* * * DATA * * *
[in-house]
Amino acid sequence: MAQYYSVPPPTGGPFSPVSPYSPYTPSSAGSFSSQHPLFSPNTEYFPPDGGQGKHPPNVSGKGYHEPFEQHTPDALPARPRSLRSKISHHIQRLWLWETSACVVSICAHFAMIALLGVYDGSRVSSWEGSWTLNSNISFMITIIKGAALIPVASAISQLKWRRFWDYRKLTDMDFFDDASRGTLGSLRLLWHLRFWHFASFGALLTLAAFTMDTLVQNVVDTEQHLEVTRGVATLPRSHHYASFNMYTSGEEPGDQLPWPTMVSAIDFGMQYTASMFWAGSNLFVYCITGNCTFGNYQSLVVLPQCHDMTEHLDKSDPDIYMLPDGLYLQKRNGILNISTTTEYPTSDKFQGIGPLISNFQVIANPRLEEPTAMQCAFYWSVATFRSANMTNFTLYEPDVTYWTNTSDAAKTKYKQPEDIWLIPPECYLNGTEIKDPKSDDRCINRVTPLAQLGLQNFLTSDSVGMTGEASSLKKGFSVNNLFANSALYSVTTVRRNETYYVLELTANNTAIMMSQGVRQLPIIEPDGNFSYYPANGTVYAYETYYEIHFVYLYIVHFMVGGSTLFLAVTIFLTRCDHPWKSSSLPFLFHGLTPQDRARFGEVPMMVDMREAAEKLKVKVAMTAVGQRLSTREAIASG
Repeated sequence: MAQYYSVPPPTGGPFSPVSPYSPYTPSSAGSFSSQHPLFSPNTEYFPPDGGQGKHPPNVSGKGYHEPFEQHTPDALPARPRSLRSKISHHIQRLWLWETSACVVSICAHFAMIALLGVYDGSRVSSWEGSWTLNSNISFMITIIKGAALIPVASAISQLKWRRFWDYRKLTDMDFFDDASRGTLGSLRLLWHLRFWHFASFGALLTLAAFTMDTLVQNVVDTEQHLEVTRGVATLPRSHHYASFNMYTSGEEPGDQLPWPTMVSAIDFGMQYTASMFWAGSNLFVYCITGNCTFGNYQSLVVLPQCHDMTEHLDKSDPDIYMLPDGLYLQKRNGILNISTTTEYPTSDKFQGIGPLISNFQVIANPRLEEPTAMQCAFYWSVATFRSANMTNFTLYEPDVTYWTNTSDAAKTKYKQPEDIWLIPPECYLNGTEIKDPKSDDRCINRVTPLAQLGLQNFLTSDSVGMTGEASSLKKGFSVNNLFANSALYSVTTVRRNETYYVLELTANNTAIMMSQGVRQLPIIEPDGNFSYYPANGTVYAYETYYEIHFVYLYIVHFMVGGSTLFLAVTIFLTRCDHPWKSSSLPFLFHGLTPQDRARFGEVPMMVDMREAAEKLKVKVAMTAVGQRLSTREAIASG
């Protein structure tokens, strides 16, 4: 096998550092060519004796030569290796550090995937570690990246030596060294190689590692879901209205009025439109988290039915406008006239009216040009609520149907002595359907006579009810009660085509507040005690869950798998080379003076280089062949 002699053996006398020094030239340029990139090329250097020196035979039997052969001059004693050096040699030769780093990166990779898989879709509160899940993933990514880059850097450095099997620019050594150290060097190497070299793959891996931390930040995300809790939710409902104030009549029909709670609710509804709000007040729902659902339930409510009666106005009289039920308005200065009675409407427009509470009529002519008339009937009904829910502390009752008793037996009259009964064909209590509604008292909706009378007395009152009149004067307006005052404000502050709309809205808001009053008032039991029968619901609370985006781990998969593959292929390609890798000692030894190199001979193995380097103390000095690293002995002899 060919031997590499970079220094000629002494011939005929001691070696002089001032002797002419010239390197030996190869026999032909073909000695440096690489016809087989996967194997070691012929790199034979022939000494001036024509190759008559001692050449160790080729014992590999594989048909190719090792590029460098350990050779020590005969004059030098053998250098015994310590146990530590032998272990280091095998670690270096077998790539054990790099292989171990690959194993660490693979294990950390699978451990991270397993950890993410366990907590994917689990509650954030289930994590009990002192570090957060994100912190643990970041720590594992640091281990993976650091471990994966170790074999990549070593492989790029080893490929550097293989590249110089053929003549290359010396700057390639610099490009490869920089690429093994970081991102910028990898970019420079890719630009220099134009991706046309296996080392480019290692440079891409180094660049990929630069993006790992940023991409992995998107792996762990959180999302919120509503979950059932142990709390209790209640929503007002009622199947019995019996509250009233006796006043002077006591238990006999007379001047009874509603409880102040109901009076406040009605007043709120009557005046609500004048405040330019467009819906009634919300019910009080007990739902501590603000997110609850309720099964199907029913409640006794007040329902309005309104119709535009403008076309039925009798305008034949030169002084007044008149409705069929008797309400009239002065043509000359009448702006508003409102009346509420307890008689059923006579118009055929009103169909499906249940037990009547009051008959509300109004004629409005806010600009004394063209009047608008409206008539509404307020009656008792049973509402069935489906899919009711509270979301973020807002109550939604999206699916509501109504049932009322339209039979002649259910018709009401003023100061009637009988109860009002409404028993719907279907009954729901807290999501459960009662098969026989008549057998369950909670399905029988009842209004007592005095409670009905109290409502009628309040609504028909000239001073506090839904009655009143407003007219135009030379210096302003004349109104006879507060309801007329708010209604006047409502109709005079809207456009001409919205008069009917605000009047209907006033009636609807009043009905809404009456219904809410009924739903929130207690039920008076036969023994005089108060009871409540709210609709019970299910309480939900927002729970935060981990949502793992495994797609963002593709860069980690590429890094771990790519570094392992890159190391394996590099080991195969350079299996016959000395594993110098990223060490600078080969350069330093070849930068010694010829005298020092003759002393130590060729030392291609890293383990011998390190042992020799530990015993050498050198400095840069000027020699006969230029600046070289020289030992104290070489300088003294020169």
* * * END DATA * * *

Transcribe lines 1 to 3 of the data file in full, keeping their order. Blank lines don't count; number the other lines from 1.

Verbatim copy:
[in-house]
Amino acid sequence: MAQYYSVPPPTGGPFSPVSPYSPYTPSSAGSFSSQHPLFSPNTEYFPPDGGQGKHPPNVSGKGYHEPFEQHTPDALPARPRSLRSKISHHIQRLWLWETSACVVSICAHFAMIALLGVYDGSRVSSWEGSWTLNSNISFMITIIKGAALIPVASAISQLKWRRFWDYRKLTDMDFFDDASRGTLGSLRLLWHLRFWHFASFGALLTLAAFTMDTLVQNVVDTEQHLEVTRGVATLPRSHHYASFNMYTSGEEPGDQLPWPTMVSAIDFGMQYTASMFWAGSNLFVYCITGNCTFGNYQSLVVLPQCHDMTEHLDKSDPDIYMLPDGLYLQKRNGILNISTTTEYPTSDKFQGIGPLISNFQVIANPRLEEPTAMQCAFYWSVATFRSANMTNFTLYEPDVTYWTNTSDAAKTKYKQPEDIWLIPPECYLNGTEIKDPKSDDRCINRVTPLAQLGLQNFLTSDSVGMTGEASSLKKGFSVNNLFANSALYSVTTVRRNETYYVLELTANNTAIMMSQGVRQLPIIEPDGNFSYYPANGTVYAYETYYEIHFVYLYIVHFMVGGSTLFLAVTIFLTRCDHPWKSSSLPFLFHGLTPQDRARFGEVPMMVDMREAAEKLKVKVAMTAVGQRLSTREAIASG
Repeated sequence: MAQYYSVPPPTGGPFSPVSPYSPYTPSSAGSFSSQHPLFSPNTEYFPPDGGQGKHPPNVSGKGYHEPFEQHTPDALPARPRSLRSKISHHIQRLWLWETSACVVSICAHFAMIALLGVYDGSRVSSWEGSWTLNSNISFMITIIKGAALIPVASAISQLKWRRFWDYRKLTDMDFFDDASRGTLGSLRLLWHLRFWHFASFGALLTLAAFTMDTLVQNVVDTEQHLEVTRGVATLPRSHHYASFNMYTSGEEPGDQLPWPTMVSAIDFGMQYTASMFWAGSNLFVYCITGNCTFGNYQSLVVLPQCHDMTEHLDKSDPDIYMLPDGLYLQKRNGILNISTTTEYPTSDKFQGIGPLISNFQVIANPRLEEPTAMQCAFYWSVATFRSANMTNFTLYEPDVTYWTNTSDAAKTKYKQPEDIWLIPPECYLNGTEIKDPKSDDRCINRVTPLAQLGLQNFLTSDSVGMTGEASSLKKGFSVNNLFANSALYSVTTVRRNETYYVLELTANNTAIMMSQGVRQLPIIEPDGNFSYYPANGTVYAYETYYEIHFVYLYIVHFMVGGSTLFLAVTIFLTRCDHPWKSSSLPFLFHGLTPQDRARFGEVPMMVDMREAAEKLKVKVAMTAVGQRLSTREAIASG